the Supreme Court has gained the upper hand in its dispute with the Union ministry of environment and forests (moef) over constituting the Forest Advisory Committee (fac). fac
plays a crucial role because it governs large-scale transfer of forestland for non-forest purposes. But the court has diminished fac's role by making its decisions subject to judicial scrutiny.
In an order passed on April 27, 2007, the court said "It may be stated that fresh cases may be cleared project-wise by the FAC and thereafter
such clearances shall be placed before this Court for approval. We make it clear that pending the decision of the larger question, all clearances by
the FAC of fresh cases shall be subject to approval by this Court. Before giving approval, we would like to have responses from Central Empowered Committee (CEC) in respect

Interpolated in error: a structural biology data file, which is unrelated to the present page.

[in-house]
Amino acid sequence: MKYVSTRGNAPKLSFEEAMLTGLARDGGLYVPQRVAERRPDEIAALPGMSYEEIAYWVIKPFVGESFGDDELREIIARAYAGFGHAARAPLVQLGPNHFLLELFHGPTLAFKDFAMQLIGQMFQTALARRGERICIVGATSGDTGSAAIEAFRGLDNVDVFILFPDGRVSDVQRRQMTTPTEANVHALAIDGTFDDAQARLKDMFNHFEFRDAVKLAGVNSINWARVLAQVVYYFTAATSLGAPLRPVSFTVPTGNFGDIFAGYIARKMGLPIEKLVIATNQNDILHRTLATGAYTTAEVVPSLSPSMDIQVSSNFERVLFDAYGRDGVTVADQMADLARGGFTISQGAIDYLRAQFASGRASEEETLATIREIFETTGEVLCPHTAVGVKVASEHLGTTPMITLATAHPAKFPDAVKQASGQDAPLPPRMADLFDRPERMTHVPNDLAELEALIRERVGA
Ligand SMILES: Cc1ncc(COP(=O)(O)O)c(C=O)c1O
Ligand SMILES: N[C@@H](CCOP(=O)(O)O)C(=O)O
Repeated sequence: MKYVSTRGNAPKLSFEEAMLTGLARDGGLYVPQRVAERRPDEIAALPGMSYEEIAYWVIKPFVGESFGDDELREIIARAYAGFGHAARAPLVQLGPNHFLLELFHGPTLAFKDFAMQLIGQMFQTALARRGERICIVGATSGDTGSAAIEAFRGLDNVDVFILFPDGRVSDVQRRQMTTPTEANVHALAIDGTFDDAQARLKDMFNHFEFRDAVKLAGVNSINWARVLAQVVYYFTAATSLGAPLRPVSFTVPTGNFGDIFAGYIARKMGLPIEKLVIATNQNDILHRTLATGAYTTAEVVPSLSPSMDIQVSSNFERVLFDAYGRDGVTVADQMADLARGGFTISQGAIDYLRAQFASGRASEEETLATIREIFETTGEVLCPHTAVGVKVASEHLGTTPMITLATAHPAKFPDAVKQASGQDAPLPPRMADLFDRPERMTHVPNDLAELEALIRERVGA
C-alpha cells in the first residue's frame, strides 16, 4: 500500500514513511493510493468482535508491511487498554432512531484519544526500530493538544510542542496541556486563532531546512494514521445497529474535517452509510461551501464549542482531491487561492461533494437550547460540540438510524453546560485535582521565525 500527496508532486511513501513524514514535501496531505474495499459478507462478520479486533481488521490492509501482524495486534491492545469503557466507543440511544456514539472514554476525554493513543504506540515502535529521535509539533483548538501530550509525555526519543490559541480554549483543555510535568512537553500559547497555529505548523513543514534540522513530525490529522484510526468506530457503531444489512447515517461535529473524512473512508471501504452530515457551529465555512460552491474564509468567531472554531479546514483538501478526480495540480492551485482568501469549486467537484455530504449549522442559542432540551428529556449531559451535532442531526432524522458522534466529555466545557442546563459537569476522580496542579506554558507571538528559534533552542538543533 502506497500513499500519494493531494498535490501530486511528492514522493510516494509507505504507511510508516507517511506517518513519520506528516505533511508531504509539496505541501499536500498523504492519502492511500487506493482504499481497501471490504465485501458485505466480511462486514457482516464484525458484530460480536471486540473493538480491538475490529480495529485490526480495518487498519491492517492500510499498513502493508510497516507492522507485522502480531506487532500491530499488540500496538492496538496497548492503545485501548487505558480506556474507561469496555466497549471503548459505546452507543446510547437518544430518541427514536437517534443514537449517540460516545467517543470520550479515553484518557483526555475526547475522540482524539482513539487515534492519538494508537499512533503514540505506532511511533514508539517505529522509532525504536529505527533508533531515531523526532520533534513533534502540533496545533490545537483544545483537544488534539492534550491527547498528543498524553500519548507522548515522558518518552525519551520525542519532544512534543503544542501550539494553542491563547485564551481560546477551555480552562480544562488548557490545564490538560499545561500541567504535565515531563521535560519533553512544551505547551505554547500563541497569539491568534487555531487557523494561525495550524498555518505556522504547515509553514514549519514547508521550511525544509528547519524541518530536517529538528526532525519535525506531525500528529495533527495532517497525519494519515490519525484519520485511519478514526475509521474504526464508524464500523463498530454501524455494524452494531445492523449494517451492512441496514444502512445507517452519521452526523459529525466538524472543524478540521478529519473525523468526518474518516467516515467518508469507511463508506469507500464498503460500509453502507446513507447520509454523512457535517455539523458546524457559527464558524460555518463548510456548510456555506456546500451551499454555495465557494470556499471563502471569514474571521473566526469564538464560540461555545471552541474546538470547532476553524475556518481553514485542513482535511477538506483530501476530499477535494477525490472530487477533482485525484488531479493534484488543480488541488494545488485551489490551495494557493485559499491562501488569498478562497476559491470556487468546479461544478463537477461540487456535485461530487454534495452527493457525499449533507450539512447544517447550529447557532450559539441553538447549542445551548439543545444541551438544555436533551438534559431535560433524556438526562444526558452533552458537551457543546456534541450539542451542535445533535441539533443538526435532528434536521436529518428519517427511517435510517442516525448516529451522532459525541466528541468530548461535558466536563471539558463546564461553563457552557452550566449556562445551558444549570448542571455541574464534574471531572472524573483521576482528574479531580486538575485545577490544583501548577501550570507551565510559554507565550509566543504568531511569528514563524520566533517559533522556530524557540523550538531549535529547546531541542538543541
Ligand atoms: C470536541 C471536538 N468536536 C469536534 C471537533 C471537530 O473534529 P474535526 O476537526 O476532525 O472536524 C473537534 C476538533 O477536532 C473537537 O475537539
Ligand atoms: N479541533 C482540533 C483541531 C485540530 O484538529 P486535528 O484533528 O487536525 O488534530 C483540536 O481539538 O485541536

of each clearance."
In 2006, the Supreme Court-appointed cec had
suggested nine names for three non-official members of fac-- all of which moef rejected.
The court had come down heavily on moef see 'Matter of fac', Down To Earth,
January 15, 2007). Then, in successive hearings, moef was given another option of the three non-official members,
the government include one out of the nine that the court suggests, and the remaining two could be appointees of the government. On the April 27
hearing, the government took a tough stand saying there was no ground for the removal of even one of its appointees.
The court's latest verdict appears to be a blow to the government. "Initially, where the court had compromised by having only one of its
recommended members, the government did not agree. Now moef will have to face cec
and the court itself," says a source.
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